Members Forum




In my opinion there are eight elements necessary for success

1.Talent - Natural talent is something you are born with. You either have it or you don't. If you don't have it, you can still go a long way on the other seven elements.

2. Skill - This is something you can learn, like climbing.

3. Knowledge - You need knowledge both of your craft and of climbing itself. Study climbing.

4. Practice - Photography is a physical as well as a mental skill. Practice will make you better at both. Skills improve dramatically with practice.

5. Desire - Your philosophy and attitude will affect your work. When I go out to shoot climbing, I want the great action and great content. I expect to get them. My goal is to combine a great moment and great content in a single picture.

6. Work - Make a commitment to excellence. Shoot it like you would if you were climbing. Concentrate and figure out the situation beforehand. If the climber is approaching the crux and it's a slap up and left, they're going to be looking up and left, where are you? Backs of heads aren't particularly interesting. Be in a "zone of your own" of concentration. Know the situation and what's going to happen.

7. Opportunity - You can't always control what opportunities you have, but you have to seize them when they come along

8. Luck - Some say you can't control it, but it favors the prepared. 

Focussing on outdoor and adventure photography as a career, Tim has been delivering professional photographs to the International Press, global corporations and over 40 specialist and sporting publications for many years.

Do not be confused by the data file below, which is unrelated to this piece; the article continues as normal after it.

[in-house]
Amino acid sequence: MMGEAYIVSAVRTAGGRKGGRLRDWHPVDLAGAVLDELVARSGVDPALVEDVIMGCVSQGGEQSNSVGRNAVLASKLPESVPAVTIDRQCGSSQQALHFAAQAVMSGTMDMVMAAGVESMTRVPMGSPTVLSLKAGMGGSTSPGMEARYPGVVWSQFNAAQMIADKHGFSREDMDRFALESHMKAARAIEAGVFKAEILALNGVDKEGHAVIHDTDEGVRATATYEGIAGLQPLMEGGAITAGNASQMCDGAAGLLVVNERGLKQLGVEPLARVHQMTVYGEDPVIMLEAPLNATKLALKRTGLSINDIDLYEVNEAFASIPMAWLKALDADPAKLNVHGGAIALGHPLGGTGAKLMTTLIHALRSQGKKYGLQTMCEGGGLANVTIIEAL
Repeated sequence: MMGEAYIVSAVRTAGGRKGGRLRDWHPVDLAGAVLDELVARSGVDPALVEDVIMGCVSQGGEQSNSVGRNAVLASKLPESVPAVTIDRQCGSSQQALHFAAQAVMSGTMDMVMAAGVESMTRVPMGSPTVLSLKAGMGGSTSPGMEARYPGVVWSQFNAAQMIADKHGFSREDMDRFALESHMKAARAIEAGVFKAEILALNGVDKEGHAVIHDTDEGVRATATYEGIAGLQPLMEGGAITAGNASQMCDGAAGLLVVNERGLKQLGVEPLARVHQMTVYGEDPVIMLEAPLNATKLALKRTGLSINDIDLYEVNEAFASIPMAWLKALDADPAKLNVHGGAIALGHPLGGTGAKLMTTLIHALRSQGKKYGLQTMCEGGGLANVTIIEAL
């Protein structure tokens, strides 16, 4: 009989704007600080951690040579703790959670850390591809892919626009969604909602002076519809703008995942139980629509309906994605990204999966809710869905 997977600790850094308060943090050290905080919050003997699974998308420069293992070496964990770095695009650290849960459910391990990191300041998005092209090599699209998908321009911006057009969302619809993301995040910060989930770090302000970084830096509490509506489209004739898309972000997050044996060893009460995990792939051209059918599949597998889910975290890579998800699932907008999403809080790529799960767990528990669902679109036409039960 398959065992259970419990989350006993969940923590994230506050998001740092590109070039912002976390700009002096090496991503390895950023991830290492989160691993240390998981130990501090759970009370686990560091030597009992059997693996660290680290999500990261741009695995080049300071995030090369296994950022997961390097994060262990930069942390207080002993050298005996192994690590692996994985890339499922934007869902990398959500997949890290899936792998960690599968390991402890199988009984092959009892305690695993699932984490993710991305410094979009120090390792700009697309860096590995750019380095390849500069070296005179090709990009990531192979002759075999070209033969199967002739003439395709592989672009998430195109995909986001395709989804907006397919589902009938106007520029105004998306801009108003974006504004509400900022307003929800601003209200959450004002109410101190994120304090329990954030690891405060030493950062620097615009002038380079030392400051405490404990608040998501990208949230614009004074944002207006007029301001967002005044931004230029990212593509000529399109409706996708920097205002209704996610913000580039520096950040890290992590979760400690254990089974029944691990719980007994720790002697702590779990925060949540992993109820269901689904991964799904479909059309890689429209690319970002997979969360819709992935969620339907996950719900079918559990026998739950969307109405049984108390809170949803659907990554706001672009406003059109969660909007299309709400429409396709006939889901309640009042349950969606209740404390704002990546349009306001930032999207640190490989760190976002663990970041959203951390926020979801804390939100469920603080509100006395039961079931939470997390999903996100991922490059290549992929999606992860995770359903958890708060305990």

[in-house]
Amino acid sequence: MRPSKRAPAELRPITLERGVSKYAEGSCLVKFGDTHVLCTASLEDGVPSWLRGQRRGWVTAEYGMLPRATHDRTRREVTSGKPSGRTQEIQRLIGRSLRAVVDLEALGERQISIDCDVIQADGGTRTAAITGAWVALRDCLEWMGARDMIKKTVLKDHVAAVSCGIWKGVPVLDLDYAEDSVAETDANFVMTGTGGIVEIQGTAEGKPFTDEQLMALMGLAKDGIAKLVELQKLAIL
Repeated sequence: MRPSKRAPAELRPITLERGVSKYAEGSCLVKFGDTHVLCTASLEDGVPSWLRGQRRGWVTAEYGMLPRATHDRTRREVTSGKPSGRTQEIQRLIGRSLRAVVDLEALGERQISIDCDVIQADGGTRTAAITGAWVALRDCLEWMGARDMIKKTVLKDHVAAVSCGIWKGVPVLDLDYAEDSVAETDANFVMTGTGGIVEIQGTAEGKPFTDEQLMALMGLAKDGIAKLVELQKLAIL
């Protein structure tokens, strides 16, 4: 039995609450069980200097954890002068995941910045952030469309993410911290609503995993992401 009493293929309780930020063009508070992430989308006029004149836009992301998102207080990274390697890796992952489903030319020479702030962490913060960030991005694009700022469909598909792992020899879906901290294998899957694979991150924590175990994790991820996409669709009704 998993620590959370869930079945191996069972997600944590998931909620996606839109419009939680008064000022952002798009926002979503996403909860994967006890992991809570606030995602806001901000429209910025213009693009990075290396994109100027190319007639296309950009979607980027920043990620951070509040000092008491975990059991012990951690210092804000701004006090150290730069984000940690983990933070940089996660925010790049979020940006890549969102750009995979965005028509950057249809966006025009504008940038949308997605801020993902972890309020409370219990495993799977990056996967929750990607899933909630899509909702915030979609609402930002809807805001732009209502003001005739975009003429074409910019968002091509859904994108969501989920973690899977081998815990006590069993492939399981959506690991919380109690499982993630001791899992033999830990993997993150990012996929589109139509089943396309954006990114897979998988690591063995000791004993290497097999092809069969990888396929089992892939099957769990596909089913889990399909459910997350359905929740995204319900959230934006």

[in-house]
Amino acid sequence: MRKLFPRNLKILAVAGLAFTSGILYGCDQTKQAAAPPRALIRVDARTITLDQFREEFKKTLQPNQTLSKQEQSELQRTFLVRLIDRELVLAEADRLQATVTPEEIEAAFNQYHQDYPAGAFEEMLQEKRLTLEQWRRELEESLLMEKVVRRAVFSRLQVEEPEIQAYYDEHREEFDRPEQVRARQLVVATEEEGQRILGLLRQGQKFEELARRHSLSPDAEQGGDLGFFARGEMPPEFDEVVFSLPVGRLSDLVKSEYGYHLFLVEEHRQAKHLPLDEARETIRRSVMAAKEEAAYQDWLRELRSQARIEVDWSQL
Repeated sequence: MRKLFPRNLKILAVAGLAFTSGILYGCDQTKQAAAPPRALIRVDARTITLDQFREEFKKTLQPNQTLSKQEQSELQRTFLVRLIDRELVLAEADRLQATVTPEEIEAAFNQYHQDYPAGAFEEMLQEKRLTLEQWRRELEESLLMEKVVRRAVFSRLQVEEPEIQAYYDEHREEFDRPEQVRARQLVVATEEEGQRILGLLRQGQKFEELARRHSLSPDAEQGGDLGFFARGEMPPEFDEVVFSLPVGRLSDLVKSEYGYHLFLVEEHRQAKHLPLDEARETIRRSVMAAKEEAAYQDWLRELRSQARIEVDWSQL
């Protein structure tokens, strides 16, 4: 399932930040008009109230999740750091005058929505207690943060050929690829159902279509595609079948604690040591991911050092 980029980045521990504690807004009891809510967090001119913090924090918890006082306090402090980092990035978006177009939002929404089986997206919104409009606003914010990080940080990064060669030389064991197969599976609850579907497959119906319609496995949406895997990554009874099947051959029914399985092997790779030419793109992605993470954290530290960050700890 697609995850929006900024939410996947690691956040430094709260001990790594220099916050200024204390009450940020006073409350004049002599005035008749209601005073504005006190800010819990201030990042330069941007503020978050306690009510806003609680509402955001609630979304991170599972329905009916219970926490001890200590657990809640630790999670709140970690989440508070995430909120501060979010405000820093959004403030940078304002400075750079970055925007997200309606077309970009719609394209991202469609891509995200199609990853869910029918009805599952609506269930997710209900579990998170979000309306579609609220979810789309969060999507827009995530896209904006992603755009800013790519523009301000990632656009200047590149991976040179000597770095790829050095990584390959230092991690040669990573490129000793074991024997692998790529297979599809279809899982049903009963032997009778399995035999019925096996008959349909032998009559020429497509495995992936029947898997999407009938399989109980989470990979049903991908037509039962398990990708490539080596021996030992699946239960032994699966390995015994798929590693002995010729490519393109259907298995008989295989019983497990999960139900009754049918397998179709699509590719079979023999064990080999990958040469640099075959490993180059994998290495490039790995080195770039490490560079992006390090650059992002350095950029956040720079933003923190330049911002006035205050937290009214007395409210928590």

Panoramic photographs can be made by taking a series of photos and stitching them together to produce one long image, or by the use of a specialised camera.
If you have a digital compact with a 'panoramic' mode in its menu, this is very useful as it fixes the exposure and white balance for all the pictures in the sequence. DSLR owners will need to set the exposure and white balance manually.

1. Preferably use a tripod to keep the camera as level as possible; it's a good idea to use the camera vertically (portrait orientation) as this will result in a wider picture.
2. If taking a 'Hand held' panoramic hold the camera as still as you can, and try and keep the camera level. Take the next picture making sure that the next shot overlaps the first one by at least 25%. Imagine the camera is on a tripod, so you keep the camera in the same place and you walk around the imaginary tripod (doing this reduces the effects of parallax error).
3. You can use any focal length but stick to the same one for all the shots.
4. The exposure, needs to be an average exposure for the whole scene either set the camera to manual mode with these settings or use the exposure lock button. Try and avoid having the sun in the shot as this will make it difficult to get an even exposure and blend between frames.
5. If your camera has a white balance control then fix the WB to one setting.
6. Take the sequence of shots allowing at least 20% - 30% overlap between each shot.
7.  If taking shots with people try and keep them in the centre of the frame and away from the overlapping areas as this can result in ghost like images.
8. Unless you have a panoramic head on your tripod avoid having objects very close to the camera, this will make any camera movements between shots very obvious.
9.  Scenes with many large objects at differing distances often work well. You will often need some sort of interesting shape on the larger scales to make it look good. I find that a large feature at each end of an image to 'book end' the scene can work very nicely.
10. Graduated Neutral Density (ND) filters help balance a bright sky with the landscape. Stitching There are lots of different software packages for stitching your pictures together. I have tried several and have found Autostitch to be very successful and free to download from Stephen Elliott